The Unions are starting to get very tetchy since Blair went. Clearly the Unions were expecting a much more helpful Prime Minister and they arent getting what they feel they deserve.

I hope he is only 'indicating' right and that he will continue to 'do something every week to show that his gentler, greener conservatism remains strong.' Otherwise he risks losing support from ethnic minorities, women, and everyone else we need to win round if we are to win an election.

As someone whose parents immigrated to the UK, I have to confess his comments on immigration made me feel uncomfortable. Immigration may well be too high, and triangulating by means of the strain on public services is undoubtedly clever, but i personally think arguing the point in terms of this government's failure to do anything about the c.5 million people on benefitis stronger.

His newsnight performance may well be getting a lot of plaudits and positive coverage, but is that an end in itself?

This "lurch" business is tired out claptrap. There's only so much mockney repetition the public can take. There is every sign that the Labour hypnosis is wearing off, its mantras dwindling into irrelevant and dated slogans. What the tories should now point out is that under the mask of "centrism" Labour has drifted steadily and relentlessly to the left. How exactly? Well, it has piled on the taxes, opened the immigration dam, pressured the universities into social engineering, politicised what remains of the school curriculum and banned those passtimes of which it happens to disapprove - hunting to hounds and smoking in pubs. Few of these measures are popular. Some are hated. The government's record on crime is particularly appalling. A few home secretaries ago, a large number of violent thugs were found to have gone missing from the prison system. Had this been a conservative blunder, labour would never have stopped reminding people of it. Why can the tory party not captilise on these discontents with the same persistence and vigour as former oppositions?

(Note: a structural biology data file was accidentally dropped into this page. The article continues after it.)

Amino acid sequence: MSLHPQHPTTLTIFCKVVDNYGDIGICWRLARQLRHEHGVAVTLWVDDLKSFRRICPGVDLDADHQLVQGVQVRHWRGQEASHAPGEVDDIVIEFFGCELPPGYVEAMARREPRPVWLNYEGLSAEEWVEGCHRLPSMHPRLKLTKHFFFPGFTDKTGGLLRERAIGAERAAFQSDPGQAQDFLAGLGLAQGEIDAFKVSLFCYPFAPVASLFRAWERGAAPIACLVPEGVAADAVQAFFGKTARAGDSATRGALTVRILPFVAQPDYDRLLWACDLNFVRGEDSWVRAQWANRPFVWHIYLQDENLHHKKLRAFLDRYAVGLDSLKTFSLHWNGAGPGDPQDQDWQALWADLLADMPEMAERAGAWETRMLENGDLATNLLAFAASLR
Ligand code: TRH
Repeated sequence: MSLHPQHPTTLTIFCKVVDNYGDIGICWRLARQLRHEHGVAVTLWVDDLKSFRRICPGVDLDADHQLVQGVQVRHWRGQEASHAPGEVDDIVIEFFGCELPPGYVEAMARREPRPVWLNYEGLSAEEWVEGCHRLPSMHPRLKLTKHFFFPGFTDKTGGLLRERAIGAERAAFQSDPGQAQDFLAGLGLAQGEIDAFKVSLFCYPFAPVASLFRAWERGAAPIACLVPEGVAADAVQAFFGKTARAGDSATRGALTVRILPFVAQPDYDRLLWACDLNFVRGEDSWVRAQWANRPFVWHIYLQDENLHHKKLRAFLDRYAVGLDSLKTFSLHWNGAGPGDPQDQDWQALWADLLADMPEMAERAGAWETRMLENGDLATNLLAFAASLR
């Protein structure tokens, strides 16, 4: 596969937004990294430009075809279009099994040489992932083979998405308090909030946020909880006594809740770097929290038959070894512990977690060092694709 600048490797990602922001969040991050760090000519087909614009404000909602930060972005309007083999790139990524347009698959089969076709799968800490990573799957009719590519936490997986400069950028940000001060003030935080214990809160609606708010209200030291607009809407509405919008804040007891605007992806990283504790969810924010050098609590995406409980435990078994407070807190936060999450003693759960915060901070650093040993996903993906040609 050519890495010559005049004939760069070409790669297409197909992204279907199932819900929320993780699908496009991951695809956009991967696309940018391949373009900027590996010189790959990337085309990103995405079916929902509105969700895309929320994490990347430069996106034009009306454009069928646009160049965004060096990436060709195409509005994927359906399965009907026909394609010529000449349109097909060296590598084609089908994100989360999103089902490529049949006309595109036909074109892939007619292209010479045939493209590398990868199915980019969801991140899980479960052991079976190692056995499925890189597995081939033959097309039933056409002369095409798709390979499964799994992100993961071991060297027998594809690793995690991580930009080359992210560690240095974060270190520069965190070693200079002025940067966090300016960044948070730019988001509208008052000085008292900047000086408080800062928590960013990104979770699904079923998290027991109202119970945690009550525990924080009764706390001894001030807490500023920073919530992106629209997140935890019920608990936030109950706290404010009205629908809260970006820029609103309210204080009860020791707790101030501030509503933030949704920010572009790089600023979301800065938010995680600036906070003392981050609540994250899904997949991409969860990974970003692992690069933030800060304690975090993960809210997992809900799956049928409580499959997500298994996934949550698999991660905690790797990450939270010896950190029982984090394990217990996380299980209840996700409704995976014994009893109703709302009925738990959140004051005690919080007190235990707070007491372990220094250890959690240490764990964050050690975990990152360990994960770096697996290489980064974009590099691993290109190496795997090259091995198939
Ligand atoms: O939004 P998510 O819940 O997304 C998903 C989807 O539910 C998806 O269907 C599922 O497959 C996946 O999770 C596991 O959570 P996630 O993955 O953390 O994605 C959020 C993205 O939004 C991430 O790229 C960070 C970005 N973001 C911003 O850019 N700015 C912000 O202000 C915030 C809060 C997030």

True, Cameron fielded the Newsnight questions with great aplomb. He is, after all, an intelligent man, admired by the renowned if regretably centrist Vernon Bogdanor. What he must add to this is something of the common touch, by which I do not mean Blair's patronising habit of dropping his aitches in front of trades unionists. I mean the ability to speak in vivid, homely, passionate language about all those things which make labour government so bloody and tory government so vital.